Capturing Innovation in Computing
ACM’s Special Interest Groups (SIGs) sponsor more than 170 computing conferences, workshops, and symposia around the world. These events, which mirror the state-of-the-art in their respective fields, attract renowned experts from a broad range of computing disciplines. Many of these conferences have earned preeminent status in their respective fields, attracting attendees from around the globe to meet with colleagues, discover innovative trends, and address pressing issues in the digital world.
These events span a host of technologies that drive the dynamic computing discipline. They include Artificial Intelligence, Computing Applications, Digital Content, Computer Science Education, Hardware Design, Interaction, Networking, Software, Operations and Management, Performance, Theory and more.
ACM SIG events range in size from conferences with tens of thousands attendees to small workshops. Computing professionals submit leading-edge research papers for presentation at the conference and inclusion in the published proceedings. These refereed papers comprise the major source of research in the ACM Digital Library, accounting for more than 230,000 articles and generating over 1.8 million citations.
Conferences typically incorporate invited lectures, paper and poster sessions, and panel sessions with prominent international experts and scholars. Many also feature product exhibitions, job fairs, tutorials, and student research competitions that generate networking opportunities for all attendees.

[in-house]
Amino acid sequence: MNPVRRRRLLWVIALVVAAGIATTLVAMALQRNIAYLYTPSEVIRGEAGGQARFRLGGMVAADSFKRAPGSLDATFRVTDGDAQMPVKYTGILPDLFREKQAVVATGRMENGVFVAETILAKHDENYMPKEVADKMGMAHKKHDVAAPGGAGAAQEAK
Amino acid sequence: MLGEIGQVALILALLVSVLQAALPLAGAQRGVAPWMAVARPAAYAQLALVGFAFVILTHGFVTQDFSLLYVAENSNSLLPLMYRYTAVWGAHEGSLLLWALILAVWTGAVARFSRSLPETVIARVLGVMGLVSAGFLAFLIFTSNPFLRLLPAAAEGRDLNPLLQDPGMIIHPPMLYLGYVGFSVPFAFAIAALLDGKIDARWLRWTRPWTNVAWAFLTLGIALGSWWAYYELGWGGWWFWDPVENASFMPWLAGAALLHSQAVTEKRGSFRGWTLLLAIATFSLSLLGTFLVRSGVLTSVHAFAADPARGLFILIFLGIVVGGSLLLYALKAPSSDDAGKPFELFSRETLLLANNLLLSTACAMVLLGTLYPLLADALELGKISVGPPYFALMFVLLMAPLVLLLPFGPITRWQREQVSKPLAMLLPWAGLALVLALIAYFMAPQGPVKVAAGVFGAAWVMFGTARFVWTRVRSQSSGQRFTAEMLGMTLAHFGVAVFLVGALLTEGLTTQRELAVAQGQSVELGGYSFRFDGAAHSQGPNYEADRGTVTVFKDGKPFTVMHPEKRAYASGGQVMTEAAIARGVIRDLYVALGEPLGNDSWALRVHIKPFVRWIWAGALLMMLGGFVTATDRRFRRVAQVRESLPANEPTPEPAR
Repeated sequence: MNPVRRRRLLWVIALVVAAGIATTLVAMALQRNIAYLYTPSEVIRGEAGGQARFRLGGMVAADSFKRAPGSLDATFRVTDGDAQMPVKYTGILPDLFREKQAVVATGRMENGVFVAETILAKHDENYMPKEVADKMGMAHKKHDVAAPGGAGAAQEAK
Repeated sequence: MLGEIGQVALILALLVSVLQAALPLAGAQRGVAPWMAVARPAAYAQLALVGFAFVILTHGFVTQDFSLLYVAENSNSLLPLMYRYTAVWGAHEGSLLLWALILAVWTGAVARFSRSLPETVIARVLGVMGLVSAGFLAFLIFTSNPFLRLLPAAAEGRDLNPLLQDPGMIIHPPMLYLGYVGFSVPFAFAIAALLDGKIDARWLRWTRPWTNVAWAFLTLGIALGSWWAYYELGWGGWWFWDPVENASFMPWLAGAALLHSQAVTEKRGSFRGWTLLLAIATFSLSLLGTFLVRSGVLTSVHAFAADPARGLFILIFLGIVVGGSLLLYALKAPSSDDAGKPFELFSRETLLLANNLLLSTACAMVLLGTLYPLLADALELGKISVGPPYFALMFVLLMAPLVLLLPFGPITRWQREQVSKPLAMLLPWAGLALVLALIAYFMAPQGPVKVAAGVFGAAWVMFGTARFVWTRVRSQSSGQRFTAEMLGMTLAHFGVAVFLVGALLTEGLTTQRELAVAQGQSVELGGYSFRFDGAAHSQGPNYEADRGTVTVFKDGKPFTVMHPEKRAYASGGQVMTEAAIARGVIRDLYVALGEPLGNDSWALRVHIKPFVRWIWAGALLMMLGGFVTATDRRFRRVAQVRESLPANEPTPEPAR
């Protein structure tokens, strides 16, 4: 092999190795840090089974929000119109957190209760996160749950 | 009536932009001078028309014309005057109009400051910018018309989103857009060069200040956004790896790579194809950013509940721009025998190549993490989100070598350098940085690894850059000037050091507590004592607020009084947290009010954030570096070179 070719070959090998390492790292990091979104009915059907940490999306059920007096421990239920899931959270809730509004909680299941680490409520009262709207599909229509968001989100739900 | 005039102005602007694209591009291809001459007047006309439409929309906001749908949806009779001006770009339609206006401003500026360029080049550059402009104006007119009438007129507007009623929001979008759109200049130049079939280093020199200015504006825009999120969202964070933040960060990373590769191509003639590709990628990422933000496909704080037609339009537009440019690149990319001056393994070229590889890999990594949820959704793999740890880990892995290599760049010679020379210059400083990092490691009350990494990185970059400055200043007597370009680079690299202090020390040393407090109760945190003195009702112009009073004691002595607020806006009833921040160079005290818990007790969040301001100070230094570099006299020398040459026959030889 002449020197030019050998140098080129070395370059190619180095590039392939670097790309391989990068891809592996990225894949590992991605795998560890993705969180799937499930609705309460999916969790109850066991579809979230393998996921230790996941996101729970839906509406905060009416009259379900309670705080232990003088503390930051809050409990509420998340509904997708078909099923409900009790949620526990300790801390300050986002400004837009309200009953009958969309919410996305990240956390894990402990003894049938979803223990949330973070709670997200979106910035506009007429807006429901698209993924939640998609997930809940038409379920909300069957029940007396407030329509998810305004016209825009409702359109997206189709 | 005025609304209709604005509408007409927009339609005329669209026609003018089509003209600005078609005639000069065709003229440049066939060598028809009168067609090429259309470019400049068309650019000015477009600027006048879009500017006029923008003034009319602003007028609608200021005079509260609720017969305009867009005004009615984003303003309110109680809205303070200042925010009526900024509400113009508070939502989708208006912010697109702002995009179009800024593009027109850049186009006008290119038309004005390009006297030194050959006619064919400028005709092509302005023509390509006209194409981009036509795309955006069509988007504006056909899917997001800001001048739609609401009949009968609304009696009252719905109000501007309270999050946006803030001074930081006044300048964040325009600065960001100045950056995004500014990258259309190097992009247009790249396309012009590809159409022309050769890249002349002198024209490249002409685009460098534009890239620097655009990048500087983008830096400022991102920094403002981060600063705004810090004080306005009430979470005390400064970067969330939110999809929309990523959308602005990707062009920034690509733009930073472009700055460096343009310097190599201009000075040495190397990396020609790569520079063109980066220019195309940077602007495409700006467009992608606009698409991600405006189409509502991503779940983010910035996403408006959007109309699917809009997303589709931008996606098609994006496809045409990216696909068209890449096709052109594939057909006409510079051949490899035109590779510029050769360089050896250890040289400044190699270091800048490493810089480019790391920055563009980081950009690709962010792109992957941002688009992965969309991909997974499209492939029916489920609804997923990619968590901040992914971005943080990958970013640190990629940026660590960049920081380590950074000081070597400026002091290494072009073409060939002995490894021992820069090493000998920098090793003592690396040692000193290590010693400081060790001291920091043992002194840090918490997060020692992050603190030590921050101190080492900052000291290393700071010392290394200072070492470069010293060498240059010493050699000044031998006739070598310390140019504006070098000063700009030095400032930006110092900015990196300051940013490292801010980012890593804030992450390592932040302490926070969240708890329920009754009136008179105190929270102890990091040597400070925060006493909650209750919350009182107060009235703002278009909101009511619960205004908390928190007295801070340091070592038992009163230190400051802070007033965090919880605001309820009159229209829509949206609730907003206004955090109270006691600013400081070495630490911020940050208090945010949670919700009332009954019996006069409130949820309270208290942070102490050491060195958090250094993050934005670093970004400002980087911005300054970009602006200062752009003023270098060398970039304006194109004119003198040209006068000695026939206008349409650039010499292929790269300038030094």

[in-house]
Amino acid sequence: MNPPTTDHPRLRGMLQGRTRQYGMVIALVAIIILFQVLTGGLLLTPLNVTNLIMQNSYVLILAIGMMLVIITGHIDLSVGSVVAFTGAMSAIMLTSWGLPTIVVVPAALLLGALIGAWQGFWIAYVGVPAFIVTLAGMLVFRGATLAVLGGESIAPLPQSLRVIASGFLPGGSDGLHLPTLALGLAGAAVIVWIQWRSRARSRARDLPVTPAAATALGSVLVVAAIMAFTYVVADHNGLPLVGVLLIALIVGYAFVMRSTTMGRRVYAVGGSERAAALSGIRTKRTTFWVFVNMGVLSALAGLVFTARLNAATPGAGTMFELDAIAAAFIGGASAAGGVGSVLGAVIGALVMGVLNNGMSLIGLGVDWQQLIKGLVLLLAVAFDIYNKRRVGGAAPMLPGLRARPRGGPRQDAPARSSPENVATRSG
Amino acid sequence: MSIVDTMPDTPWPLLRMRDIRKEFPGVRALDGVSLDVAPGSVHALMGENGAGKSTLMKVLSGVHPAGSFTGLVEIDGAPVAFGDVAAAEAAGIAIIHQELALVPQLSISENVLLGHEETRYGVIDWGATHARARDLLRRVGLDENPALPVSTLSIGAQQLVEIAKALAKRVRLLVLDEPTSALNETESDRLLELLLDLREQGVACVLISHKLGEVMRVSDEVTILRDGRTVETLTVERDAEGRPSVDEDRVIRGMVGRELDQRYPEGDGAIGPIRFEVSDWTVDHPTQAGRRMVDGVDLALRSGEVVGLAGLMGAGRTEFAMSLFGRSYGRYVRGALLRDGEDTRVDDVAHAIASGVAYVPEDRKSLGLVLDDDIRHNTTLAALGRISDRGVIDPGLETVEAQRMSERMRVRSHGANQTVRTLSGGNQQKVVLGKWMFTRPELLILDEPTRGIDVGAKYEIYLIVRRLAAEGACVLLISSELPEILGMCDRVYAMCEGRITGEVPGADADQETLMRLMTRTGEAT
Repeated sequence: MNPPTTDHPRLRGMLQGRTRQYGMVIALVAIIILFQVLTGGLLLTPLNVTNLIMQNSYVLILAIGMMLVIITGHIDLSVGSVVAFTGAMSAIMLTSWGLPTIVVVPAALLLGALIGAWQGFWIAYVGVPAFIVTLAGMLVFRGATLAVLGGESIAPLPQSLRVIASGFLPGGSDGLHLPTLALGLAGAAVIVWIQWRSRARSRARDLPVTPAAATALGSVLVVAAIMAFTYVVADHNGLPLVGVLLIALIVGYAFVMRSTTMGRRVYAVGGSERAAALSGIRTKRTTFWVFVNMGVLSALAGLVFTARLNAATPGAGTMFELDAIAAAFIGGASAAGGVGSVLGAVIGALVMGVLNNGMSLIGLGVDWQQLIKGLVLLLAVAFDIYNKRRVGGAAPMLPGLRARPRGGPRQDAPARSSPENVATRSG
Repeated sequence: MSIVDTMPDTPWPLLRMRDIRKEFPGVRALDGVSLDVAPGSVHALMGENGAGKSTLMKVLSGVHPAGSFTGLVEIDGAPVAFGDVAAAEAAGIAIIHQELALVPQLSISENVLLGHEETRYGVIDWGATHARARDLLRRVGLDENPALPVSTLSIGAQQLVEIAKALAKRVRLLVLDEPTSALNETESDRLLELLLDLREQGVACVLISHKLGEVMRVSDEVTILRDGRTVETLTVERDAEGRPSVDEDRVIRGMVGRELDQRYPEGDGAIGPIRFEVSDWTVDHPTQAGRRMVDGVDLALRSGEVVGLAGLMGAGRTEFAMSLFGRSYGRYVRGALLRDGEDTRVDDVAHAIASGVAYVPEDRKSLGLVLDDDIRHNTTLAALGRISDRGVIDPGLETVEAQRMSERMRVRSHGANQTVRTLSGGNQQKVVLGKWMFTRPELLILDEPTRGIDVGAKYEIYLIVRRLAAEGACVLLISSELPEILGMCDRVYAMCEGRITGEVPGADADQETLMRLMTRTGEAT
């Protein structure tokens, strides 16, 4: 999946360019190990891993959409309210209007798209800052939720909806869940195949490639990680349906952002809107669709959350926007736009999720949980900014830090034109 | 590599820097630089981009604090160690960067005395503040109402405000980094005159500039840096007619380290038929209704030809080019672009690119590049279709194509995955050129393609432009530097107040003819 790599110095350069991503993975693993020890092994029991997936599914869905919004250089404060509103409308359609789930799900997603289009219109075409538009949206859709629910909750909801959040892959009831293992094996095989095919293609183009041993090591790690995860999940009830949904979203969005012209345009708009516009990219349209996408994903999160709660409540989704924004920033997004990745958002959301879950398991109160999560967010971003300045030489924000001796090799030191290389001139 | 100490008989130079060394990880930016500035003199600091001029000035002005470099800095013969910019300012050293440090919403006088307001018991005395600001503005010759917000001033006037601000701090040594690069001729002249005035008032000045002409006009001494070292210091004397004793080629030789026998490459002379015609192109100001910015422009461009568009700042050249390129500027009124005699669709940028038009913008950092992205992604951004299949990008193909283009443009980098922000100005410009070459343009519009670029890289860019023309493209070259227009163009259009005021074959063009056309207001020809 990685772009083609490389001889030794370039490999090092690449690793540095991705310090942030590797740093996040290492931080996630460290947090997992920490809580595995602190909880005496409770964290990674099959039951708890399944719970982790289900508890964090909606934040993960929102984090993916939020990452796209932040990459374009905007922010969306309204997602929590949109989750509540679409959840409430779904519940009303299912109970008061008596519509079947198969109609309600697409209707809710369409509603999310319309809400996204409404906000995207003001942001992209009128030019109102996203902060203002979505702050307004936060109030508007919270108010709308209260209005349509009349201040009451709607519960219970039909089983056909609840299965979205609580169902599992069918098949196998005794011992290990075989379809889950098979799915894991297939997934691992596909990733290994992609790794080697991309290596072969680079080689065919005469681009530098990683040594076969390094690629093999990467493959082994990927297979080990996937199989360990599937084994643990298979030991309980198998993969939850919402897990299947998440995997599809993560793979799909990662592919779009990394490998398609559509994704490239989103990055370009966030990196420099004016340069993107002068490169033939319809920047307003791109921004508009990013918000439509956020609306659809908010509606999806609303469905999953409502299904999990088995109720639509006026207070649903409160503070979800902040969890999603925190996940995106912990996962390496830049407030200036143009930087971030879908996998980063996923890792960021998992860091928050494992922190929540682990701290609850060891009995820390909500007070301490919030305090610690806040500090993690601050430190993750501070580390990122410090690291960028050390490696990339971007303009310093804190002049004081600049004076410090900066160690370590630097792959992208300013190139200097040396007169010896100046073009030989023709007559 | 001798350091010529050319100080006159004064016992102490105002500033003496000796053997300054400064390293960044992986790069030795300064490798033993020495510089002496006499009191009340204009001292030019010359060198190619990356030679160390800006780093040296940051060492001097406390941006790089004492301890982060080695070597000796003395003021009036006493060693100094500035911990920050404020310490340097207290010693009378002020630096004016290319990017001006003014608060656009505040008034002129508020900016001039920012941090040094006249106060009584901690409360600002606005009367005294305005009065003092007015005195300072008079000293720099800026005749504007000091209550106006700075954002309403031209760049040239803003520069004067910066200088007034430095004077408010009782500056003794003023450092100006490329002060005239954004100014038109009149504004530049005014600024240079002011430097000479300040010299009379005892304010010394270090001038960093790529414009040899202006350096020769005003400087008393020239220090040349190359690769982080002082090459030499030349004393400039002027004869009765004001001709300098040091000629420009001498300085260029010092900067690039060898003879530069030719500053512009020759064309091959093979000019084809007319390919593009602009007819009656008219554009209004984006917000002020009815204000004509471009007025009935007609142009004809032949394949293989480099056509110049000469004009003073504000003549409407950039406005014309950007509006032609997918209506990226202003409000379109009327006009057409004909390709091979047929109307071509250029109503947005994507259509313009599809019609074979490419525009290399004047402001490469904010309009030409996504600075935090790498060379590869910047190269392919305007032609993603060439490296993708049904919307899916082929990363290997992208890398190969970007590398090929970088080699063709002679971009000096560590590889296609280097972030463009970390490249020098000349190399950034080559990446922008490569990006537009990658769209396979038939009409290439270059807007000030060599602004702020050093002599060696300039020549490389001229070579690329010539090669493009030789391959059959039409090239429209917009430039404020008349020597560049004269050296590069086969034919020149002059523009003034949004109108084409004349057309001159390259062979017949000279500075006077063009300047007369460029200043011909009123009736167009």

Written by leading domain experts for software engineers, ACM Case Studies provide an in-depth look at how software teams overcome specific challenges by implementing new technologies, adopting new practices, or a combination of both. Often through first-hand accounts, these pieces explore what the challenges were, the tools and techniques that were used to combat them, and the solution that was achieved.
ACM Queue’s “Research for Practice” is your number one resource for keeping up with emerging developments in the world of theory and applying them to the challenges you face on a daily basis. In this installment, Dan Crankshaw and Joey Gonzalez provide an overview of machine learning server systems. What happens when we wish to actually deploy a machine learning model to production, and how do we serve predictions with high accuracy and high computational efficiency? Dan and Joey’s curated research selection presents cutting-edge techniques spanning database-level integration, video processing, and prediction middleware. Given the explosion of interest in machine learning and its increasing impact on seemingly every application vertical, it's possible that systems such as these will become as commonplace as relational databases are today.
Why I Belong to ACM
Hear from Bryan Cantrill, vice president of engineering at Joyent, Ben Fried chief information officer at Google, and Theo Schlossnagle, OmniTI founder on why they are members of ACM.